It’s tough to be an American born Chinese girl in San Francisco in 1906, and Mercy Wong knows all about it. But, for all that she was born and raised in chinatown, she’ll let it shape her but not define her. So, after she finishes her last year at the only public school in the city open to kids from chinatown, she seizes the first opportunity she can get to con (beg, borrow, barter, blackmail) her way into a better school. After all, St. Clare’s will help her get a foot in the business world, so one day her weak younger brother won’t have to take over her father’s laundry business. Things go all right, at first. Then they devolve. But when the going gets tough, the tough get going, and Mercy is nothing if not tough.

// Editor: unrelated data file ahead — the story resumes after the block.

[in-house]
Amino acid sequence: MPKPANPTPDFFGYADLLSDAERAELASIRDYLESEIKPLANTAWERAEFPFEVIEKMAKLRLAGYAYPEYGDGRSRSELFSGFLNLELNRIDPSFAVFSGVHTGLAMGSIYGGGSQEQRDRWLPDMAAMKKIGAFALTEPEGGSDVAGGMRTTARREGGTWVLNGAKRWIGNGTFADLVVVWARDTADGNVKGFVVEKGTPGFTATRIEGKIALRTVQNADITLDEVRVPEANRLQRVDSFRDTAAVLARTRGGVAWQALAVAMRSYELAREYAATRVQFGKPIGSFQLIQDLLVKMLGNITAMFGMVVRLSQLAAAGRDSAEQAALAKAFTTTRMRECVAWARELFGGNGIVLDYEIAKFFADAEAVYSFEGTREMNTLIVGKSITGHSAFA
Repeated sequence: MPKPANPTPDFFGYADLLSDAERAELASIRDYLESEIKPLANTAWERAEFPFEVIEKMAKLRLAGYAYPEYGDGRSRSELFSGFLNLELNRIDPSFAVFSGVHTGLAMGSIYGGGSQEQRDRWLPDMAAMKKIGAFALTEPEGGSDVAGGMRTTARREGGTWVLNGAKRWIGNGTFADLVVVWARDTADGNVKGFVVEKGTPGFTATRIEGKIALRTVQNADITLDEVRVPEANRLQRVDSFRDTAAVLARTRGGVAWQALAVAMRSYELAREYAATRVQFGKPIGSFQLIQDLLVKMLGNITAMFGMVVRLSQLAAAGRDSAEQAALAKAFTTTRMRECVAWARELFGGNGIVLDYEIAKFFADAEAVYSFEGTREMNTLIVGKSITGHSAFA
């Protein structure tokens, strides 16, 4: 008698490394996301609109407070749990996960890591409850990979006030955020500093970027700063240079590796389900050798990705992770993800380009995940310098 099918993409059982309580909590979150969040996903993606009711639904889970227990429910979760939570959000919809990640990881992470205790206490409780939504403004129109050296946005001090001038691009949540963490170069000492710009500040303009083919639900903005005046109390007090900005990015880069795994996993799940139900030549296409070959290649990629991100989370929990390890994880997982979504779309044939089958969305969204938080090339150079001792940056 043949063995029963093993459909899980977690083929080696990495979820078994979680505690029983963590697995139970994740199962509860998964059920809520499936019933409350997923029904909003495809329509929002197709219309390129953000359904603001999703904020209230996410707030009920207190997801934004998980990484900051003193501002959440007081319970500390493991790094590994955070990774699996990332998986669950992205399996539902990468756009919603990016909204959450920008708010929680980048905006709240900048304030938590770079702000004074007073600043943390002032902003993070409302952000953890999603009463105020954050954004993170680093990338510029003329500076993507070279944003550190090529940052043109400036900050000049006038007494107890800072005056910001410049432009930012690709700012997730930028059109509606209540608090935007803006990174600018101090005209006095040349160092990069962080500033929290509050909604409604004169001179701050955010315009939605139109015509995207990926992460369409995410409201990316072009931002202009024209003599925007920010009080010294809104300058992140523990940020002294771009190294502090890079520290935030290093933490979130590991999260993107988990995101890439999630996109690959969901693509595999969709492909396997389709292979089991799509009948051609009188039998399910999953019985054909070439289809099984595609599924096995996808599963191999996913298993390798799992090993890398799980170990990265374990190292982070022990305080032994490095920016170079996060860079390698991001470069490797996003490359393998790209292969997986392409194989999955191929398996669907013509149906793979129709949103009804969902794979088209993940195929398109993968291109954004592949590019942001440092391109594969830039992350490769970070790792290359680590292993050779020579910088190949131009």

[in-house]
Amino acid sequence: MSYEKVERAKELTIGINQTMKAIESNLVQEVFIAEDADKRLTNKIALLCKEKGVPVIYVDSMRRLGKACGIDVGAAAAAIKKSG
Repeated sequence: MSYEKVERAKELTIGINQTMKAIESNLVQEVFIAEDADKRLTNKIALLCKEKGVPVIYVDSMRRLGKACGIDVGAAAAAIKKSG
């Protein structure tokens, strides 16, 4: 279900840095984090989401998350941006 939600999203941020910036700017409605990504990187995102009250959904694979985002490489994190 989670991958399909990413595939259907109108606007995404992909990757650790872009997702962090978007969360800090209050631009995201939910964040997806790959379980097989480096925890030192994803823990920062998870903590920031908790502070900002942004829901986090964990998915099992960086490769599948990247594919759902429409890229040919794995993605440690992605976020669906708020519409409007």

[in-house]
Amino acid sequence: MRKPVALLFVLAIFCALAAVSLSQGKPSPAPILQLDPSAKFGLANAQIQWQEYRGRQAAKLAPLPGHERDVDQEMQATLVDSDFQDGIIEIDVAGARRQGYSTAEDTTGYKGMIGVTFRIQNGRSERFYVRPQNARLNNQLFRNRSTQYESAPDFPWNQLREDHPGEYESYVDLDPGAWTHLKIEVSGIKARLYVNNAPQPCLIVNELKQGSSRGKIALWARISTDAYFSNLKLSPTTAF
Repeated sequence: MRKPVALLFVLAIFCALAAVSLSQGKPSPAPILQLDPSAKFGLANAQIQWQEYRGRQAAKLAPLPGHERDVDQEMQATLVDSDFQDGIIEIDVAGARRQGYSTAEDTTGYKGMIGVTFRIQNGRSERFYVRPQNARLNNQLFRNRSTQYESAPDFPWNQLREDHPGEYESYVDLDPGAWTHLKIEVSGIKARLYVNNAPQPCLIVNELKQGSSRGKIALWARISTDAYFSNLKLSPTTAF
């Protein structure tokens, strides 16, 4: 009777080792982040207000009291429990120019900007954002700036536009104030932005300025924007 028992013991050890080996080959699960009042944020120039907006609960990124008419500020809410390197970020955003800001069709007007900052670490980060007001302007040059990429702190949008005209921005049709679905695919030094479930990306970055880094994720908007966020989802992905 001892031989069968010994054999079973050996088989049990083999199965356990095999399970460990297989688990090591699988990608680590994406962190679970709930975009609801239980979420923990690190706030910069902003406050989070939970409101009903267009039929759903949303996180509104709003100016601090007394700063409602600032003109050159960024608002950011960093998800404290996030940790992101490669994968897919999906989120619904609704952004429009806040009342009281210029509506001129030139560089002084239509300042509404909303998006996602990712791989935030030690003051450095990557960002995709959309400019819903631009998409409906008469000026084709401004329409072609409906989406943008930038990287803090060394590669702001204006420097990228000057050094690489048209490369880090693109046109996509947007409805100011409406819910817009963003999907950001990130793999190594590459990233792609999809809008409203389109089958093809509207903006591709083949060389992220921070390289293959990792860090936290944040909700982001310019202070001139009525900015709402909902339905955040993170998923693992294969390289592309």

Lee’s Outrun the Moon is a riveting tale of prejudice, friendship, and loss, set against the wonderfully dramatic background of the 1906 San Francisco earthquake. Her characters are dynamic and multifaceted, each with their own stories, weaving a well-built picture of many different lives converging by chance. Lee paces her story well for the most part, and my only request is an extra hundred or so pages in the middle to allow more time for characterization. Even though the romance is predictable, it is still fairly sweet, and the rest of the novel more than makes up for it. I would definitely recommend this book to anyone who enjoys historical fiction. – Anya W. ’20